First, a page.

Chaos reigns on healthy coral reefs, like the ones found in Papua New Guinea. A profusion of life produces a mesmerising hodgepodge of forms, patterns, nooks and crannies. Divers couldn’t ask for more; there’s so much to take in and enjoy.
But if you’re a photographer, having too much to see can be counterproductive, as visual clutter often results in a ho-hum image, one without a specific subject.
Here’s a photo tip: When presented with visual complexity, try to simplify. Look for strong colours and shapes that are easy to recognise, easy to isolate, and easy to present in an uncluttered composition.
Soft corals, for instance, make great subjects, especially if you can find some that aren’t intertwined with lots of other stuff, like this scene I came across on a dive yesterday at a site in Milne Bay called Sullivan’s Patches:
Colourful soft coral at Sullivan's Patches in Milne Bay
Having stark colours and contrast side-by-side like this immediately draws your viewer’s attention.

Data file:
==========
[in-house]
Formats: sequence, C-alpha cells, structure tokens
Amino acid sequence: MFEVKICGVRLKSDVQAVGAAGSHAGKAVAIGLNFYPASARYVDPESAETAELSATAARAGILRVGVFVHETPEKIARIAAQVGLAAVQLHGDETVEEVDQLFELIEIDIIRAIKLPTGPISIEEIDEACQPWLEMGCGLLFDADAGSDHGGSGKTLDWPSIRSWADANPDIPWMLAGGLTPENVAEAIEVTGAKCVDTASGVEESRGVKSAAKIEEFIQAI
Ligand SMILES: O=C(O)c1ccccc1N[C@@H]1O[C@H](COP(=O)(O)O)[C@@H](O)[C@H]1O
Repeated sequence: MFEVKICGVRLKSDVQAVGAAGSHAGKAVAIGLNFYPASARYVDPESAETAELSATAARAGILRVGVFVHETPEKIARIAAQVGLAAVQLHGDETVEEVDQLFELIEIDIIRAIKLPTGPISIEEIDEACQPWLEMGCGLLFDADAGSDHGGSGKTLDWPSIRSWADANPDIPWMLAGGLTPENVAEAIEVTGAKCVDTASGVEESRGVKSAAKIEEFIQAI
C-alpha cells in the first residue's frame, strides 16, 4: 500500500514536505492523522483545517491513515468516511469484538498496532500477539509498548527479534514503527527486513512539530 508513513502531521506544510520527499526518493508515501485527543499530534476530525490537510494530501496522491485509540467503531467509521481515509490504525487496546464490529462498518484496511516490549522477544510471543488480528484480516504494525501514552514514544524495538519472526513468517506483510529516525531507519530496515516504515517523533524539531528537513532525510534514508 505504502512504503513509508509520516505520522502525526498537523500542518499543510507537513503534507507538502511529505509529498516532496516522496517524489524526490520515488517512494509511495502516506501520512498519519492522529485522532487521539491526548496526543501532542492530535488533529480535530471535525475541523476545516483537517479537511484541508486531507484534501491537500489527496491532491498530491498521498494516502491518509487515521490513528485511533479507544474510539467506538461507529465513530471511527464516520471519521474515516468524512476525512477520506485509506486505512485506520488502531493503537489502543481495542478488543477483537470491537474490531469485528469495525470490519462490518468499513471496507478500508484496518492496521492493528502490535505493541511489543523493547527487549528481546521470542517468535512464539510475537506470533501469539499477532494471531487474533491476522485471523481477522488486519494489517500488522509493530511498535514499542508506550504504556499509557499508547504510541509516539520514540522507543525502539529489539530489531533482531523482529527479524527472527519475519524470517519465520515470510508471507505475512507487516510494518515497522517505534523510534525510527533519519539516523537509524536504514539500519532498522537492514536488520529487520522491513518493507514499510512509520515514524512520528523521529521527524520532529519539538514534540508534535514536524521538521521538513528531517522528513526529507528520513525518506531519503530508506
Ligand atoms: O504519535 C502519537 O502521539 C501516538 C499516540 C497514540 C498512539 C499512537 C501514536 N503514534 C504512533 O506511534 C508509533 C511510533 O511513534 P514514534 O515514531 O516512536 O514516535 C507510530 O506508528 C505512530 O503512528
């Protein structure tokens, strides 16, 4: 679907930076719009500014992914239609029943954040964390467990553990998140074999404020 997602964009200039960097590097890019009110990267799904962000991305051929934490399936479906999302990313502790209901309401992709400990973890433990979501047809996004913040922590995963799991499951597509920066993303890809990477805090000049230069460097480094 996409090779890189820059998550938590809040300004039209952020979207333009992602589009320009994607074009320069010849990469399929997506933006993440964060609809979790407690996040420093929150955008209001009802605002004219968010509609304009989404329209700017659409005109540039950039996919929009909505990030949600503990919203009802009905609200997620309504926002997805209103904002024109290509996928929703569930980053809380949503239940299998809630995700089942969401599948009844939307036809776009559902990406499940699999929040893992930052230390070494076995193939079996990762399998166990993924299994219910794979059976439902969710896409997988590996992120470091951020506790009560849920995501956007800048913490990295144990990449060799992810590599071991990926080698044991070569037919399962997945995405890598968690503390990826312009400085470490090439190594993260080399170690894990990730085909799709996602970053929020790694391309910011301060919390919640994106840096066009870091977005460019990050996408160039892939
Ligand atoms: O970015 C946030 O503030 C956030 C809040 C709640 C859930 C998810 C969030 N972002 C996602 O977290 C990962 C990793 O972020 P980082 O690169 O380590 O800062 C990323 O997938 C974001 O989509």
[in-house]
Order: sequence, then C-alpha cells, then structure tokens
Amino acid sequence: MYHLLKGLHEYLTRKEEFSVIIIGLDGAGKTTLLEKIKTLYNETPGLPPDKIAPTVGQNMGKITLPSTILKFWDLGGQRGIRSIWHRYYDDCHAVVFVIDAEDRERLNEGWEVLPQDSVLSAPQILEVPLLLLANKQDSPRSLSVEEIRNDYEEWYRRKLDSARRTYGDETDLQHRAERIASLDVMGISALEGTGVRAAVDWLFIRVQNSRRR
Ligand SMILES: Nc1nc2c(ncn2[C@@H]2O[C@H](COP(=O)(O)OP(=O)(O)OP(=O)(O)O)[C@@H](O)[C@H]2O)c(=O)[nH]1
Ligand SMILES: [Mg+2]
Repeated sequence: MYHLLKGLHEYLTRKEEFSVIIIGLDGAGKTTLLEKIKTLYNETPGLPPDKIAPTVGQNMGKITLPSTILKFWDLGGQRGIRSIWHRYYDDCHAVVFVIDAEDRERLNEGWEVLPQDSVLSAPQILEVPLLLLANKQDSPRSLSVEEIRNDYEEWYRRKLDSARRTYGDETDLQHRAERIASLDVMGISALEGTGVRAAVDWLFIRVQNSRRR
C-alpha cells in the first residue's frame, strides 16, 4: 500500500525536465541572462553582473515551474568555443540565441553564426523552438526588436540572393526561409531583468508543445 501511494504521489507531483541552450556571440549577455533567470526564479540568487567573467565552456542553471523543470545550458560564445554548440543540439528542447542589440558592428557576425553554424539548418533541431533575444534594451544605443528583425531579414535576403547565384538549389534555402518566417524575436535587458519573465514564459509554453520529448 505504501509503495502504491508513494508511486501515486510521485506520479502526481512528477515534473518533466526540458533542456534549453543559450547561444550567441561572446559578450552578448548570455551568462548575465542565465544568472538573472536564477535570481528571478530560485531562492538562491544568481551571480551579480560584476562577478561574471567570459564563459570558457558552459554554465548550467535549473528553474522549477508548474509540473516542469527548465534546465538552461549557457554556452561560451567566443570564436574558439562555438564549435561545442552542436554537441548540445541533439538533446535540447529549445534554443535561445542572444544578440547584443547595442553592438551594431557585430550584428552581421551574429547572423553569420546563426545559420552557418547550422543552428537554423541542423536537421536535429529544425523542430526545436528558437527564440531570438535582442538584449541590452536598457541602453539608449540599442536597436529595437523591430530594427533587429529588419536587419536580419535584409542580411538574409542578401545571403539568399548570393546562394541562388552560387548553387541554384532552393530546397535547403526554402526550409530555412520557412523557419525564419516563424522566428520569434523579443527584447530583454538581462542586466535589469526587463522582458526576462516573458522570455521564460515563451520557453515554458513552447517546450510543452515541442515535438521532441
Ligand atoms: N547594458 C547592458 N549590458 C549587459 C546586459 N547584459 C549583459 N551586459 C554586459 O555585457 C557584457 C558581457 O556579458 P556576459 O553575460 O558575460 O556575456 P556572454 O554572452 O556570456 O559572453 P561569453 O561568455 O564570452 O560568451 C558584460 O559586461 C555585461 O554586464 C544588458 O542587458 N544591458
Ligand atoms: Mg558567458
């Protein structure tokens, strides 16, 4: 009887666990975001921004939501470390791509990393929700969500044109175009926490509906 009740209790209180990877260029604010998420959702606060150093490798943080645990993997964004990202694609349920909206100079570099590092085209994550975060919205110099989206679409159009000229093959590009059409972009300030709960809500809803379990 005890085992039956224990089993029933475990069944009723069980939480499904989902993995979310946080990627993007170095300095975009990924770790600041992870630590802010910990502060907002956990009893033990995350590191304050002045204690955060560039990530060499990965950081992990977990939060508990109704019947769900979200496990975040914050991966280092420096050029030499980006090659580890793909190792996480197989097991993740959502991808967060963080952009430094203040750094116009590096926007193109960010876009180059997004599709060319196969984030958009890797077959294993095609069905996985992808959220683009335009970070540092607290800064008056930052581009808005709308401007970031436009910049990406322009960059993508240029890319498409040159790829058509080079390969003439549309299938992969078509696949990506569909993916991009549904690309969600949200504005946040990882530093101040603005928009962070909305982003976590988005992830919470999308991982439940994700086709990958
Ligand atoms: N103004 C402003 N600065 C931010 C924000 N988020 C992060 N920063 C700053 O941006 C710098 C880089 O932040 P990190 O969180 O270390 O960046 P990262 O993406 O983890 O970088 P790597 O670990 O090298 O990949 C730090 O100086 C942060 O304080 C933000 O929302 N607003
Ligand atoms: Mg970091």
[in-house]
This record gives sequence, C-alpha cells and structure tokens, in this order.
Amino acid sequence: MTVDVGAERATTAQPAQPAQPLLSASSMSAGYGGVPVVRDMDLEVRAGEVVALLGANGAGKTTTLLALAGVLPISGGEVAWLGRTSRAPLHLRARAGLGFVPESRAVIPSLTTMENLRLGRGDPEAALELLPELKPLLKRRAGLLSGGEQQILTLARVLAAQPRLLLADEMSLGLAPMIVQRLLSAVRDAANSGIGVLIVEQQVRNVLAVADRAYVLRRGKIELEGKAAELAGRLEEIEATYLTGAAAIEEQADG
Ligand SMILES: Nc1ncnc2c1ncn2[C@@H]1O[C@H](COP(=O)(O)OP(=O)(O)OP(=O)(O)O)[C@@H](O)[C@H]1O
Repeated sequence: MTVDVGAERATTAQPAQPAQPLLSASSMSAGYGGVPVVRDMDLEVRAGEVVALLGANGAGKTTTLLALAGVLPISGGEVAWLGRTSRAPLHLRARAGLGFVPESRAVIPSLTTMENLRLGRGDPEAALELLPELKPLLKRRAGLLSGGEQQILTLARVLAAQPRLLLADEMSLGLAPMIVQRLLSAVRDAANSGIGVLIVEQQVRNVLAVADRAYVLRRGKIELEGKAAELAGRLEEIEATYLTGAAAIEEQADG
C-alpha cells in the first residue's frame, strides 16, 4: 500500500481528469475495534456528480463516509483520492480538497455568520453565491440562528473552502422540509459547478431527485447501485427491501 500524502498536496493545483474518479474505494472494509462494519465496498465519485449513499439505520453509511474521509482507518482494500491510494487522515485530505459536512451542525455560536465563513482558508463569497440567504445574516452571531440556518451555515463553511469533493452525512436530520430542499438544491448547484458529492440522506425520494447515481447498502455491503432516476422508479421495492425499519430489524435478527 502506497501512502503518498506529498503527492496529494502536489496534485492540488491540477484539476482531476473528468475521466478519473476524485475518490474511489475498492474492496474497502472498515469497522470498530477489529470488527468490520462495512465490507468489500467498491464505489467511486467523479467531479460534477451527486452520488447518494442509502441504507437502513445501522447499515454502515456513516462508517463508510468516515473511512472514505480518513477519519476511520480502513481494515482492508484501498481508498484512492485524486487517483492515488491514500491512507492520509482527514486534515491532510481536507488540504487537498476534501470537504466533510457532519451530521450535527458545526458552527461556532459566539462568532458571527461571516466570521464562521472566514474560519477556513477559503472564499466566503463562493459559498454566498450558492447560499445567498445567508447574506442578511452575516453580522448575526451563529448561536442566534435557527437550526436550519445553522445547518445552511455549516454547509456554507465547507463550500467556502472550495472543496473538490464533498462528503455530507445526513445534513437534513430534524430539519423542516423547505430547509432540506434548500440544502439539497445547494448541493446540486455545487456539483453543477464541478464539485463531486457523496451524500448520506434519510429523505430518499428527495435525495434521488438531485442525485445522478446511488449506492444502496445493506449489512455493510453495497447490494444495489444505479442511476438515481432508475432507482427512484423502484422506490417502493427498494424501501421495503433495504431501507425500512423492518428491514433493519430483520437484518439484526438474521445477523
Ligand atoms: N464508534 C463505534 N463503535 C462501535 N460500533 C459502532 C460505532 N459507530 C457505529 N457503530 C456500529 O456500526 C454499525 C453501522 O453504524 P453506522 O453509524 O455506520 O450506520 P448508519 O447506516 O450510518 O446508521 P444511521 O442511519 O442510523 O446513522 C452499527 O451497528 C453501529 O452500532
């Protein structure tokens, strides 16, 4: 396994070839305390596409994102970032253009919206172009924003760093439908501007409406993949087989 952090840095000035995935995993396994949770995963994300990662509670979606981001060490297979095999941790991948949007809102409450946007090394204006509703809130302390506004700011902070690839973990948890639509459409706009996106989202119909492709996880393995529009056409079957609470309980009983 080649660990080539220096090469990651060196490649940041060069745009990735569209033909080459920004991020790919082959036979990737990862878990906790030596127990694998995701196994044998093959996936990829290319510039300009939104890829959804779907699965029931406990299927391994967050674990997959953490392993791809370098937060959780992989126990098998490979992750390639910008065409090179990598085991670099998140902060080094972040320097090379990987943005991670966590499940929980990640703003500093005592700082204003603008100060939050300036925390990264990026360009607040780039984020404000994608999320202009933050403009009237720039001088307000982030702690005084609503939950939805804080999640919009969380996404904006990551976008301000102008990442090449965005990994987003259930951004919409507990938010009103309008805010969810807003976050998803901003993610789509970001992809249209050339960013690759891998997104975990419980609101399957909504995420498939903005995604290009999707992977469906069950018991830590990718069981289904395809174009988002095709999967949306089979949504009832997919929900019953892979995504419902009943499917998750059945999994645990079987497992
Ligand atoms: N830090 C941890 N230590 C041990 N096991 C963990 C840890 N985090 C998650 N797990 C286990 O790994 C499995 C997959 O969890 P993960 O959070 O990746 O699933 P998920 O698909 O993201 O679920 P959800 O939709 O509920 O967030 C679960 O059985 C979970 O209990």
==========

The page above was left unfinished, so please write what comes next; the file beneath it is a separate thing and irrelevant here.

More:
Try looking for interesting shapes and combinations of shapes as well. Also at Sullivan’s Patches, I came across this intriguing formation with a mushroom leather coral perched perfectly atop a globe-like coral that had a jagged cleft in it for character. Those two elements alone got my attention, but what sealed the deal for me was the squiggly little wire coral at the bottom that looks somewhat like a piglet’s curled-up tail.
Each coral alone isn’t terribly interesting. Viewed together however, they acquire new meaning, transforming into something akin to a floral arrangement...an aquatic still-life, of sorts.
Interesting coral formation, with a squiggly little pigtail for emphasis
At Hornbill Channel a few days ago, the visibility was so-so, but there were a lot of elephant-ear sponges in an assortment of shapes and sizes. Swimming from one to the next, I came across the unusual specimen pictured below, which provided both colour contrast and symmetry...
Symmetrically shaped yellow elephant-ear sponge at Hornbill Channel
...as well as this one, which looked to me like it belonged in an art gallery, or perhaps even a museum of modern art:
Nature produces amazing works of art,
like this elephant-ear sponge that looks like a sculpture
My point...by all means enjoy the reef’s complexities and subtleties, but keep an eye out for simple forms and striking colours, which make perfect photo subjects.
On that note, we’re heading out again today for the final leg of this three-part adventure, so I’ll be offline again for a while.